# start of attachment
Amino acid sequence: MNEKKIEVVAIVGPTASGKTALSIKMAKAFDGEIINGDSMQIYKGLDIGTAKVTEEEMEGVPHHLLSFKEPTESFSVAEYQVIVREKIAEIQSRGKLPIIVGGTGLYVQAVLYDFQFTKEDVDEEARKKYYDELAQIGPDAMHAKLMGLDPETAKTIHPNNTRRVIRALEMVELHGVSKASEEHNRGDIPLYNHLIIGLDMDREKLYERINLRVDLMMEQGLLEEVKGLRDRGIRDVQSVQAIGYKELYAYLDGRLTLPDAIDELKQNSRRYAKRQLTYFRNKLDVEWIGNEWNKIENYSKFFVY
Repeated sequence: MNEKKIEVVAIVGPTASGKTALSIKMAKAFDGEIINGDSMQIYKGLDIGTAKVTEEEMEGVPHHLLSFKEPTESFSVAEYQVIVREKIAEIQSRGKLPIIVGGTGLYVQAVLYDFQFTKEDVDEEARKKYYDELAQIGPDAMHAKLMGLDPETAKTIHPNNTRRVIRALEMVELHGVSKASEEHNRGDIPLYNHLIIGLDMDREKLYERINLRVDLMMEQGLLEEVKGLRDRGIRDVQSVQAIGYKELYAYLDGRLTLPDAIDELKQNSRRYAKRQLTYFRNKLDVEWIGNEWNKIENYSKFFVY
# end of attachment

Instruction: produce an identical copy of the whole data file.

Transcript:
Amino acid sequence: MNEKKIEVVAIVGPTASGKTALSIKMAKAFDGEIINGDSMQIYKGLDIGTAKVTEEEMEGVPHHLLSFKEPTESFSVAEYQVIVREKIAEIQSRGKLPIIVGGTGLYVQAVLYDFQFTKEDVDEEARKKYYDELAQIGPDAMHAKLMGLDPETAKTIHPNNTRRVIRALEMVELHGVSKASEEHNRGDIPLYNHLIIGLDMDREKLYERINLRVDLMMEQGLLEEVKGLRDRGIRDVQSVQAIGYKELYAYLDGRLTLPDAIDELKQNSRRYAKRQLTYFRNKLDVEWIGNEWNKIENYSKFFVY
Repeated sequence: MNEKKIEVVAIVGPTASGKTALSIKMAKAFDGEIINGDSMQIYKGLDIGTAKVTEEEMEGVPHHLLSFKEPTESFSVAEYQVIVREKIAEIQSRGKLPIIVGGTGLYVQAVLYDFQFTKEDVDEEARKKYYDELAQIGPDAMHAKLMGLDPETAKTIHPNNTRRVIRALEMVELHGVSKASEEHNRGDIPLYNHLIIGLDMDREKLYERINLRVDLMMEQGLLEEVKGLRDRGIRDVQSVQAIGYKELYAYLDGRLTLPDAIDELKQNSRRYAKRQLTYFRNKLDVEWIGNEWNKIENYSKFFVY